Monday, November 12, 2007
The towering clouds on the other side of the mountain appear to be jagged mountains, and they are—the Himalayans. A shimmering strong regiment of legendary peaks splits the sky beyond, dwarfing the vast mountain we stand upon. Winding alley city centres of leaning clock towers and stone staircases that vanish steep down the side of the mountain.
We visit a friend’s church here that meets in the back of a clothing shop — there is a man standing guard at the door, who pushes aside a cloth to let you into the small back room which is filled with light and breeze because it over looks the mountains and clouds and pines below. It feels much like the early church, meeting in secret, because to gather in prayer here is not acceptable. The service was in Hindi (thankfully the pastor translated for us) with only 40 Indians of the mountain squished into a small space. Here everyone knew each other and when the pastor's wife, a native Mussoorie woman, asked, people from the congregation read psalms aloud. The people were alive with connections and friendship and chai tea. There were a few ex-pat families, covered with children. It seems to me, children are the true face of India. David preaches on Returning Your Eyes to Jesus, a word of encouragement to people in such a distant region... however, we are soon to learn that God's heart is beating loudly in this distant place.
After church, we walk to dinner and to the Internet cafe in the bright white sun. During the monsoon season this place is in a constant fog, you cannot even dry your underwear, they say, because the mountain is literally in a cloud. We eat in a small area atop the mountain; it takes our food hours to come out, because the tiny cafe is unaccustomed to so many people asking for banana waffles and omelets. Donkeys and cows slowly mull past as Monika braids a little girl's hair and we sit on park benches with hyper children and thankful parents. I show the kids my dad’s “pet the snake” gag and they LOVE it. “See the snake? Good snake. Nice snake. Pet the snake. OH NO SNAKE, DON'T BITE!!!" I spend the rest of the day being bitten by snakes.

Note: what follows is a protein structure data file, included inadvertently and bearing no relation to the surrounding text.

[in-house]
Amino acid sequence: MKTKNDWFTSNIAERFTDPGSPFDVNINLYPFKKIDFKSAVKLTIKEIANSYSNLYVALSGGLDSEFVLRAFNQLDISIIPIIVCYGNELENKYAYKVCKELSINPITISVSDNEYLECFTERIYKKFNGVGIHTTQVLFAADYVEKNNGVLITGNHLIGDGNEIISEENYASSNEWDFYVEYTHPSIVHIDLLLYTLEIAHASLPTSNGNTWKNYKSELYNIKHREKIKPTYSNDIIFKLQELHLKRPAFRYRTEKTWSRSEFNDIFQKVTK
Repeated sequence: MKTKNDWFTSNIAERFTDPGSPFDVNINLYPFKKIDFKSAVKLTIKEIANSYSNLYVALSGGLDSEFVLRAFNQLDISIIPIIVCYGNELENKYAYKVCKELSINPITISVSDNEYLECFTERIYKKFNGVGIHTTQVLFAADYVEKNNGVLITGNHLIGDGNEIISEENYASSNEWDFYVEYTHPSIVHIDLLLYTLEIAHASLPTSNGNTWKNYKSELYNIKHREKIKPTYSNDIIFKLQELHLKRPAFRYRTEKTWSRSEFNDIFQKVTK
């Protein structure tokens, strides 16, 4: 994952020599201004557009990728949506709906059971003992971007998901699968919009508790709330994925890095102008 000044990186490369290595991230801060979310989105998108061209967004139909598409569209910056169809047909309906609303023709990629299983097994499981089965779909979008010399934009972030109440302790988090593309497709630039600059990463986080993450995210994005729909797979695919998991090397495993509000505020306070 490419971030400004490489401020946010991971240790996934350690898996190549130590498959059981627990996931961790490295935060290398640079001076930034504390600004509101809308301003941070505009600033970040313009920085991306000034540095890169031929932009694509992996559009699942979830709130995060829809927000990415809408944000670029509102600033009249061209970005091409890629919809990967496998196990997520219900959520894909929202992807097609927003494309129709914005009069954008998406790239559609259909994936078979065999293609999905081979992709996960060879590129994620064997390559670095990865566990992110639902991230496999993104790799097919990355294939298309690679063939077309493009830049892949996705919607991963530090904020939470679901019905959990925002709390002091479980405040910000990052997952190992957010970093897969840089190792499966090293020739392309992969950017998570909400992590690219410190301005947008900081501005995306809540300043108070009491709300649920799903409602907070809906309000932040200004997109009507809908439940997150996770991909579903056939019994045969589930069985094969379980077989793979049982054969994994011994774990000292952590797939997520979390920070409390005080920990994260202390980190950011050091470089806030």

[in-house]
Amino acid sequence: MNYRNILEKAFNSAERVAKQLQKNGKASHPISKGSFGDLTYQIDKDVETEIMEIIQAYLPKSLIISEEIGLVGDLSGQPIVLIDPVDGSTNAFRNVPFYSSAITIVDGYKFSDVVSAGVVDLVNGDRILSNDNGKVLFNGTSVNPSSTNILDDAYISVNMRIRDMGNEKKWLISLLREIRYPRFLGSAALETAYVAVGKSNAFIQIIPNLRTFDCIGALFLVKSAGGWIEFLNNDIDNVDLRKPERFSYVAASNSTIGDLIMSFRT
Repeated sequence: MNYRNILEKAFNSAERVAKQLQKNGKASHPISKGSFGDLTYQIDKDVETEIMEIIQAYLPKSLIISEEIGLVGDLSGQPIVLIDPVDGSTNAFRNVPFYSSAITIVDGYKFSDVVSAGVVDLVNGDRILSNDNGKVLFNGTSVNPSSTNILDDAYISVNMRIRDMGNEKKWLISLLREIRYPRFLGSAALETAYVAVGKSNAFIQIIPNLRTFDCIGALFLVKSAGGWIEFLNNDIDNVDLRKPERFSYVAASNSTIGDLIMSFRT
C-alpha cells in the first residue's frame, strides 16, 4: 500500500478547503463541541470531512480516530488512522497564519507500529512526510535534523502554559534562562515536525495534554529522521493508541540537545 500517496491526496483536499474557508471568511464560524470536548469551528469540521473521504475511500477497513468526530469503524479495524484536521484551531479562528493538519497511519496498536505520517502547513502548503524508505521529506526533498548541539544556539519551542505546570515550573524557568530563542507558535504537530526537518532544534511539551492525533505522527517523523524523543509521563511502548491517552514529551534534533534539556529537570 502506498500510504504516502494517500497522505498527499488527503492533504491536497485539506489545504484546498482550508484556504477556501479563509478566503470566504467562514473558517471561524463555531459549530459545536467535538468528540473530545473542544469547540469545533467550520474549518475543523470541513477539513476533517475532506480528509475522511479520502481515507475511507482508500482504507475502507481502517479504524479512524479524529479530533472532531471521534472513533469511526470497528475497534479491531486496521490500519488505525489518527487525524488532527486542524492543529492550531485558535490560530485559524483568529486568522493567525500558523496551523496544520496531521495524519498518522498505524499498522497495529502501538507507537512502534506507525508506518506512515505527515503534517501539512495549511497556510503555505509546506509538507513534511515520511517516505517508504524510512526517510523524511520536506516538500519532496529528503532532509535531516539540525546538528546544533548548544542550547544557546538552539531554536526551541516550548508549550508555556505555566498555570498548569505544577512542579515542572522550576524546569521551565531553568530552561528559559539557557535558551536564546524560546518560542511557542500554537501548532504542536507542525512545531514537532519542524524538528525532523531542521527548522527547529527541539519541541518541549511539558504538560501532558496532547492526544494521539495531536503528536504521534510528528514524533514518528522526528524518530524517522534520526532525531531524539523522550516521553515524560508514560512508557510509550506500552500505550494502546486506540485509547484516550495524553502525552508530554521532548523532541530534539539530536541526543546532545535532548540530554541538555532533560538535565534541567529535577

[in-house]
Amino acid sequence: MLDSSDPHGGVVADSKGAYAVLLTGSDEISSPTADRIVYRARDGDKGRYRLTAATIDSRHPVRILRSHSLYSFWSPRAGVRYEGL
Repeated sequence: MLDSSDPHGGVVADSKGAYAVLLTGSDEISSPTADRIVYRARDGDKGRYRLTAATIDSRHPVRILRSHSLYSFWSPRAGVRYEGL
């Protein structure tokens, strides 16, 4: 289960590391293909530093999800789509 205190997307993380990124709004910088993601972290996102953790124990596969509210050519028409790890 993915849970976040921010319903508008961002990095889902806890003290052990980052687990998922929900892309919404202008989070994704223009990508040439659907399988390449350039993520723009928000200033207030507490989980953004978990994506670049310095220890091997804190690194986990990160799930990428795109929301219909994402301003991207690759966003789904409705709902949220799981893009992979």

The next day, we go on “a hike” with the churches young Leaders, two 25 year old men from the Garwali Mountains. Our host drives us an hour out of town to show us the real mountain range, where villages are sprinkled among sweeping tea terraces. He looks across them and tells us that the Disciples walk to these villages, which are only accessible by foot just to talk to the villagers and tell them that there is a God who loves them, who knows them by name, who counts the very hairs on their head. His name is not one of the millions of gods they worship; His power does not come from a cow or an idol, but from the Cross. It's a simple message: God loves you and He always will.
The Leaders are extraordinarily quiet; they should have been wearing monk’s robes. They set up a campfire and make chai for us as one of them tells us his story in this clearing beside the mountains. Despite the overwhelming odds, he has a Hindi tattoo upon his right hand a symbolic mark given to him from birth, which he now regrets, the Leader has given his life to Christ, dedicated to understanding and sharing God to the Unknown. The chai we drink on that small perch is the greatest tea we have ever tasted.
After we avoid being trampled by cows descending the mountain, we hike to the peak of one of the mountains. Our host and his family come, we hold the children’s hands telling them “don’t step in the lollipops left on the ground by the cows.” The air gets colder and thicker, the path is steep moss and rock that opens into a theatre of green grass and tall trees. Walking the silent small path, surrounded by peaceful trees and whispering breeze, I begin to understand the Leader’s silence a little more.
We reach the top, a little out of breath, as the Leaders easily carry the children on their shoulders. We are so high up, on such a drastic slope, that to look down feels like the world is upside down. Far down below, huts and villages span out below like tiny pebbles placed among the grass. Freedom up here. We soak in the sun until a small boy waves at us from the top, top, top of the mountain. In a matter of minutes he is down at our side, showing the brave few the way into the clouds.
Our host, his children, and the Leaders help us climb rocks and navigate prickly bushes. The pastor races me to the top, running up grassy slopes and over rocks, altitude starving me for breath until I am dizzy at the very peak. The world is below us. We are above the clouds that float by like an ocean. Stacked mountains vanish in the horizon. But the Himalayans stay steady, mocking our breathtaking climb. The twinkling cowbells of the three cattle that belong to the boy is the only sound up here. The bell's gentle clank, the rolling clouds, the bright mountainside. Peace.